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James Early says the papal visit to Cuba before coming to Washington has a certain significance, since he has taken up a role of an interlocutor between the two nations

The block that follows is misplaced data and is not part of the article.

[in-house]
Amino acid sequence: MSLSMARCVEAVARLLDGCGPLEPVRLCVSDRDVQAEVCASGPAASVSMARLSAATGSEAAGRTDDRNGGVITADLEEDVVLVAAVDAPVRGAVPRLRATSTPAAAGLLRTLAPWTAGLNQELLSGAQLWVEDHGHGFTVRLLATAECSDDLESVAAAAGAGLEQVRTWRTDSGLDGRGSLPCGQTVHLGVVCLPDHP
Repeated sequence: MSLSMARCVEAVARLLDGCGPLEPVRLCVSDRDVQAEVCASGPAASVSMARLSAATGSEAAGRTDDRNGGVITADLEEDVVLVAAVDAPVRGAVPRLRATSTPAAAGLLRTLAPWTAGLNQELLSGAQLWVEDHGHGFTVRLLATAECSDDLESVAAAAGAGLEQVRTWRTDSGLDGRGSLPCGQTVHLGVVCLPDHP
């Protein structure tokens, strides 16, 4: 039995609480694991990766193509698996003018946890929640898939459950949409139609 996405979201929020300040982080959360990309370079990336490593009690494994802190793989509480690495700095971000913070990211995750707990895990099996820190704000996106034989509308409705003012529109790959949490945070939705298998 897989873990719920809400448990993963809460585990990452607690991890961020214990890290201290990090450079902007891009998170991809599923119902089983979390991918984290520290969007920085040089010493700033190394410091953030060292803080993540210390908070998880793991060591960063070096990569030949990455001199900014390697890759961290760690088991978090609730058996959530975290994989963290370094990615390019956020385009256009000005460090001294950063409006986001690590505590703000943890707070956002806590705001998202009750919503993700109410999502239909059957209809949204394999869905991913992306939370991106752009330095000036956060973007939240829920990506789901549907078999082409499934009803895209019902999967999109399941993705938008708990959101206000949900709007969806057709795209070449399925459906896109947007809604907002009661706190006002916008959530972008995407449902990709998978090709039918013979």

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SHARMINI PERIES, EXEC. PRODUCER, TRNN: Welcome to the Real News Network. I’m Sharmini Peries coming to you from Baltimore. The Argentinian-born Pope Francis on a four-day visit to Cuba held mass at the Plaza de la Revolucion in [inaud.] Cuba, where Fidel and Raúl Castro grew up as young boys. Speaking in Spanish, here’s what he had to say. [Audio of Pope Francis speaking] PERIES: Now joining me to address the significance of this visit to Cuba is James Early. James has been to Cuba on various cultural, political, and academic exchanges. He is the former director of cultural heritage policy at the Smithsonian Institution Center for Folklife and Cultural Heritage. And James is also a board member of the Real News Network. James, good to have you with us. JAMES EARLY: Good to be with you. PERIES: So James, the papal visit to Cuba is very significant, particularly at this moment on the dawn of reestablishing relations with the United States, particularly because the pope himself has been pushing for reestablishing relations between the two countries. EARLY: This is indeed a most significant visit on the part of this particular pope. And I underscore this particular pope because of his social worldview in the context of his religious perspectives and the kinds of social equity, topical issues, that he has taken up. Of course, he has been an interlocutor between the United States, the Obama administration, and the Cuban administration of President Raúl Castro in helping to move forward the establishment of diplomatic relations and the agenda to look at normalization. So his being there is a validation of this process. It is an added factor to move into this next stage, where the bilateral commission between Cuba and the United States has been established between the two State Departments, setting forth an agenda of the issues that they will now engage, which will give content or substance to normalization. So the pope going to Cuba first and then coming to the U.S. is quite significant, and really supporting the internal dynamics of Cuba and supporting the bilateral relationships between Cuba and the U.S. PERIES: Now, James, what is in this for Cuba and Cubans, and the Cuban government? Now, I understand that the party, by that I mean the Communist Party of Cuba has urged everyone to come out and be present, especially at the open mass that the pope had. So what is significant for the state of Cuba and the party to be so welcoming and receptive of the pope’s visit, given that it’s no longer really a Catholic nation? EARLY: Well, Cuba was never, by way of comparison to other Latin American nations, a particularly strong Catholic nation. So Catholicism has never held the kinds of sway among the Cuban citizenry as have the Afro-syncretic religions mixed with Catholicism, and which the Communist Party acknowledged 20-25 years ago that the most pervasive religious practices among the Cuban population is really these Afrocentric relations that have some ties to Catholicism. This is an accumulation of the Catholic church. The Catholic church is a major [statal] player. It’s not only one who deals with the soul and the meta dimensions of humankind, but it has historically been involved in the negotiation of power. And so the Catholic church, with this particular pope, builds upon the previous pope having gone there, it builds upon the fact that it was the Rev. Jesse Jackson of the United States of America who first escorted Fidel Castro back to a church service so many years now, over a decade or so or more that no one really gives a lot of recognition to. But it is a reflection that the pope is, and the papal institution, represents a validating ethical, moral, and political force within the world. And that this particular Pope Francis has really cast his lot in saying that the United States should join the community of nations in recognizing Cuba, as has all of Latin America and the Caribbean, Western Europe, and the rest of the world long before Western Europe came along. So that’s really the significance. The exchanges between the two are very interesting in that Raúl Castro made a replica of Caridad del Cobre, the patron saint of Cuba, where–they incidentally were born in [inaud.] but the pope is not going to [inaud.] because of the birth of either of the Castro brothers. It’s because the Caridad del Cobre floated out of the sea some centuries ago and was embraced as the patron saint of Cuba. Many, many years later the Castro brothers were born there. So this is a reflection on the part of the Communist Party of Cuba, as a part of the elected government of Cuba, not one and the same, to indicate that they endorse people’s spiritual strivings, their freedom to do that. It’s not an endorsement of the intervention of the role of religion into the democratic process of citizens determining what their state wants. Fidel Castro is giving the pope a book, Fidel and Religion, which was written by the radical Catholic Brazilian priest Frei Betto. So there have been many steps in Cuba’s engagement moving away from the dogmatism of the Communist Party and the state at the outset of the revolution in which they did not avow religious faith. People were not admitted to the Communist Party who were religious folk. But when they recognized that they had many socialist patriots who died on battlegrounds, in Southern Africa for example, and when opening their [collars] to see these African religious, or Catholic religious, beads and necklaces and the like, it was a maturation on the part of the Cuban Communist Party and the Cuban state to drop those dogmatic rules and to recognize that one could be a good patriot at the national patriot level, or a good socialist in the context of the Cuban Communist Party, as well as practice one’s individual faith. So it’s a maturation in the thinking of the Communist Party and the state in response to the proactivity of citizens with regard to their interest in the pursuit of religion. PERIES: Now, it’s obvious that the Vatican has played a role in terms of mediating, moderating, negotiating on behalf of the Cuban state, particularly with this pope. But what else is in it for the Vatican? I should say, to be engaged at this level with the Cubans. EARLY: That’s a highly speculative, I think to try to think about what may be, but here are some of the issues that I think the viewing audience should consider and their proactive engagement, not just standing on the sidelines observing this from afar, but figuring out what it has to do with respect to their nations and their representatives, obviously here in the United States but whoever will be watching the Real News Network program around the world. This pope is from Latin America. This pope has lived through Condor, the fascist dictatorship organized by the imperial power of the U.S. State Department and military along with fascist dictators during that period in Latin America, where there were many disappeared people, butchered people, babies taken from progressives and leftists who were arguing for alternatives and given to other families and raised. Those inquiries are still unfolding in Brazil today under Dilma Rousseff, the president there, unfolding in Argentina and in Chile. This pope lived through that and is aware of the sentiments in Latin America. He is also particularly sensitive to the sentiments in Latin America, that Latin America has petitioned the UN for year-in and year-out with other countries around the world for the readmission of Cuba as a full member of the nation-state protocols here in the Americas. And so he brings both his religious perspective of reconciliation between humankind, his presentation at the mass [inaud.] on Matthew, the moneylender collecting taxes from the Jews. And that the gaze of Jesus was so powerful it moved him to a transformative state, to become a person of lesser greed and oppression, and to think about his fellow human beings and what he could contribute to that. So the pope is playing a very conscious role through these religious frameworks as a part of the conciliation process in Latin America, the new integration of Latin America and the Caribbean, that includes all of the states. And of course, and the new normalization, the establishment of diplomatic relations and the process of normalization of relations between the U.S. and Cuba. He’s playing a social role, he’s playing a religious role, of consolidating the flock of the Catholic religion in Latin America. Keeping in mind that not only progressive and left governments, which have stepped in to look at questions of equity and the betterment of people and the collaboration with citizens to empower themselves, where religion has looked to the world after this. This pope has also faced in the broader context of Latin America by the rapid flow of Protestantism, of fundamental Protestantism in places like Brazil. Cuba really is the seat of the moral conscience of independence in Latin America and the Caribbean. That’s not a question of whether all populations or all countries will agree with Cuba’s socialist path. But they do respect Cuba for having stood forth to be self-determined in the face of the big behemoth, the United States, to its north. And so no question in my mind that the pope is negotiating all of those dimensions, both religious, his role as a citizen coming out of Latin America, and looking at how to establish a more peaceful protocol to negotiate differences. PERIES: James, I thank you so much for joining us today and giving us some insights into your mind. Thank you. EARLY: Thank you. PERIES: And thank you for joining us on the Real News Network.